If we’re really honest about it, it’s hard to imagine a loving God living in us, calling us children, and yet deliberately giving us something to suffer in order to test us or make us stronger. If we’re honest about it, the homeless and poor and those who have made bad choices are still children of God, our brothers and sisters, and we must be willing to love them and reach out as we’re able.
What Paul shares with us is that God is with every one of us through whatever happens in our human lives, whether we acknowledge God’s presence or not. Thomas Keating in his teachings on Centering Prayer says that God is present no matter what and waits for us to say yes to that presence. God is a very patient and loving God.
Now we might be thinking that this all sounds too easy, that we don’t have to worry about anything but knowing God’s spirit is within us and we’re all set. Of course, we know better.
The wonderful symbolism found in Jacob’s dream in Genesis gives us a place to start thinking about our responsibility as children of God:
“He dreamed that there was a ladder set up on the earth, and the top of it reached to heaven; and behold, the angels of God were ascending and descending on it!”
What a wonderful dream! Jacob realizes what a powerful message was in that dream and so he set up a pillar – set up an altar – and gave it a name,
We’re also offered a message in this reading. That ladder connecting heaven and earth is there for us. As those angels are going up and down, connecting humanity to heaven, so we who say we are Jesus’ followers, must be like those angels. We must be people who play a part in connecting the world with heaven by the way we live our lives.
Now that sounds like work, and of course it is. Being human, living in a very human world will have its hard days – lots of them – more, it seems, for some than others. If we’re serious about claiming to be Christian, then we must accept that angelic role.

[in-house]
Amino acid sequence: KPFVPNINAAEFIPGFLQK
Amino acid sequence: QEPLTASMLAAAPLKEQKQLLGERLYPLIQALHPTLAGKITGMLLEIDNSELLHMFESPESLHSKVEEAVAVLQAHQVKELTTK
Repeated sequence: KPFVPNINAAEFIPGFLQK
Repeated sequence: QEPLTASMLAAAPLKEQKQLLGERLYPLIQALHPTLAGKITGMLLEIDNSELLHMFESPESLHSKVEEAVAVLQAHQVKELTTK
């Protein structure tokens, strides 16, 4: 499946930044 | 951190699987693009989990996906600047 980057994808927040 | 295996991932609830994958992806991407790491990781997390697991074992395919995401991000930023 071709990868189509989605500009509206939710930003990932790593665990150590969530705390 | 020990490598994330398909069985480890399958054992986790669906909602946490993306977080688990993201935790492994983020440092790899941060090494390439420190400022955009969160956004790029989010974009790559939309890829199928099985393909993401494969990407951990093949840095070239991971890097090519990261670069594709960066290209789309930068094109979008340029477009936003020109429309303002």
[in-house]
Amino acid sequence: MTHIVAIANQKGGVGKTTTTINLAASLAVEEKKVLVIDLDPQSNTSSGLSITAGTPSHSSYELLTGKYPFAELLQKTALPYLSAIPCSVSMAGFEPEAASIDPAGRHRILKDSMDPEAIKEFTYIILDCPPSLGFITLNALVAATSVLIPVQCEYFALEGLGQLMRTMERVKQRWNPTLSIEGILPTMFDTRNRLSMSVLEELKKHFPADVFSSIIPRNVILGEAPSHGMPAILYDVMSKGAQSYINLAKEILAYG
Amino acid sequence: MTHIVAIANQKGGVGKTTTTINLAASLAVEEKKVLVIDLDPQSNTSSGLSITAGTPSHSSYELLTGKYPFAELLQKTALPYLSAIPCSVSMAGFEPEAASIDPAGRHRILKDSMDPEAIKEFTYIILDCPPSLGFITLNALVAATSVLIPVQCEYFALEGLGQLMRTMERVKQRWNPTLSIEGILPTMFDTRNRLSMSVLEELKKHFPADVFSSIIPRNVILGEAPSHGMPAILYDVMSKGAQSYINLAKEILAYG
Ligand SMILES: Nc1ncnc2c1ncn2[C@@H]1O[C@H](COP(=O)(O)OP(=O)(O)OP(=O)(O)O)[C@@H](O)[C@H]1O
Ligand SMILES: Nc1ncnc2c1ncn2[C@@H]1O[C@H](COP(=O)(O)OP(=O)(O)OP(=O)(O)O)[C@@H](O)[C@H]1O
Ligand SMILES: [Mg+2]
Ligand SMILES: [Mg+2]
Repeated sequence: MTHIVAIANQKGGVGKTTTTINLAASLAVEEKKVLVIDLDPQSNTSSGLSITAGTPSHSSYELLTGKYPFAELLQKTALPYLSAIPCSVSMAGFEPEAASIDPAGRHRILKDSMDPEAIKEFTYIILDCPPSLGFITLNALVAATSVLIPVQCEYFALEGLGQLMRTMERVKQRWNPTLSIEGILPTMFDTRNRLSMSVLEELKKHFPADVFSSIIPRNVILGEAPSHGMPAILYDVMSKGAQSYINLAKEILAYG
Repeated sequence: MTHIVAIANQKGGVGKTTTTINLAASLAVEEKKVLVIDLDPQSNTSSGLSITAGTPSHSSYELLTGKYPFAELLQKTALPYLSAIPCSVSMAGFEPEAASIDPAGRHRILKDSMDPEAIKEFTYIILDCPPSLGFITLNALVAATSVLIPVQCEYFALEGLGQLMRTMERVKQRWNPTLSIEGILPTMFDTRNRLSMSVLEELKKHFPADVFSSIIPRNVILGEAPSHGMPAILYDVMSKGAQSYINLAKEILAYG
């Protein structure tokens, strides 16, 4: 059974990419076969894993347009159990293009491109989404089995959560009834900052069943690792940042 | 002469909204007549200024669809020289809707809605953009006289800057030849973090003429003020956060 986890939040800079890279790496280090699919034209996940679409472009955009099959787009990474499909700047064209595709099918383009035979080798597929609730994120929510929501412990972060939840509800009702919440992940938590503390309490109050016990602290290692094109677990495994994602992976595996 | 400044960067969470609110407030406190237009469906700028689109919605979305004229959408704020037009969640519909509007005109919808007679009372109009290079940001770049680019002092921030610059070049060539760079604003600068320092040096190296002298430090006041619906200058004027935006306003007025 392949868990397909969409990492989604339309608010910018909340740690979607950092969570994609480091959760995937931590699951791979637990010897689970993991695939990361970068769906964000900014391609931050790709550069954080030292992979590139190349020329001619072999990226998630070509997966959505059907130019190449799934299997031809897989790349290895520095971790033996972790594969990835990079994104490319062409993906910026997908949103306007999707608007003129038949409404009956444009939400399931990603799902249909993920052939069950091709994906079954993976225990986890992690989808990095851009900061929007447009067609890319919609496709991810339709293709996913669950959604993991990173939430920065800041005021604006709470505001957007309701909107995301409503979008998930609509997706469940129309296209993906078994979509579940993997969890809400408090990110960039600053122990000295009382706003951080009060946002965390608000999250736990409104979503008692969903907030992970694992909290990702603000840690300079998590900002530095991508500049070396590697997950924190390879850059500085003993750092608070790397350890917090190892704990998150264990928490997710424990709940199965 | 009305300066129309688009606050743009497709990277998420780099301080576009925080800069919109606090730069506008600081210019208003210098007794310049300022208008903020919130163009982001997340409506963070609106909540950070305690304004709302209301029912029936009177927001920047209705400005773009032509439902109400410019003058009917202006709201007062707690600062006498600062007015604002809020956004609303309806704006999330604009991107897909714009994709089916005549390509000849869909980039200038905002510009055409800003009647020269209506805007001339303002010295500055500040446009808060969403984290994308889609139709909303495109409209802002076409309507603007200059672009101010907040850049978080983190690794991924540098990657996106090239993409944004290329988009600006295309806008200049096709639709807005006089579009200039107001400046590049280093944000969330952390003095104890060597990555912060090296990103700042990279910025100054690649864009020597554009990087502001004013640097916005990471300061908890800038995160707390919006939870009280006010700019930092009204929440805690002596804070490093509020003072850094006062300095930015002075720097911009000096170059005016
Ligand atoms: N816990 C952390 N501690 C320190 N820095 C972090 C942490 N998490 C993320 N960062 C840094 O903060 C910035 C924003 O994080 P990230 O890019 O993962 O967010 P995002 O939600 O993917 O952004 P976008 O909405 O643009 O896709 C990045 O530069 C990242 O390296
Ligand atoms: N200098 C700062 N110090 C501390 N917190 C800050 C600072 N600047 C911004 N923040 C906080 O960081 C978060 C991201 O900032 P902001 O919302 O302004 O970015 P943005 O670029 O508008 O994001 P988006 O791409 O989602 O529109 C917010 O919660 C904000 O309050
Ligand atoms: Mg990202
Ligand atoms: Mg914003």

What it means for us is that what sounds like work is actually our ministry. Each one of us has been given some talent, some gift of personality or ability that we can use as we travel up and down that figurative ladder between heaven and earth. Each of us is called to be a messenger of God’s love to others. That may be something like speaking to a homeless person, treating that person like the loved child of God he or she is. For some, doing missionary work is their gift. For others, it may be sharing a talent or offering hope to someone with problems. There are certainly millions of ways, each way pleasing to the God who lives within us.
Hard work or easy, whatever our gift, whatever our own suffering may be, we can be sure we’re never alone. God’s promise is all through both the Old and New Testament, but the way it’s described in Jacob’s dream is especially lovely:
“Behold, I am with you and will keep you wherever you go, and will bring you back to this land; for I will not leave you until I have done that of which I have spoken to you.”
We might look at that land God promises us as eternal life. Here God promises to be with us and keep us. God promises to stay with us until we are with God in eternity. That’s a promise and a source of strength for us that’s as awesome as Jacob’s experience of God was for him.
We are all very fortunate because when someone asks us about our family, we can all say, “My family is all God’s people and we have God’s promise that we will never be alone.”
-- The Rev. Dr. Susanna Metz is Executive Director of the Center for Ministry in Small Churches at the School of Theology, Sewanee, Tennessee, and Assistant Professor of Contextual Education. She is also publisher of Tuesday Morning, a quarterly journal of ministry and liturgical preaching.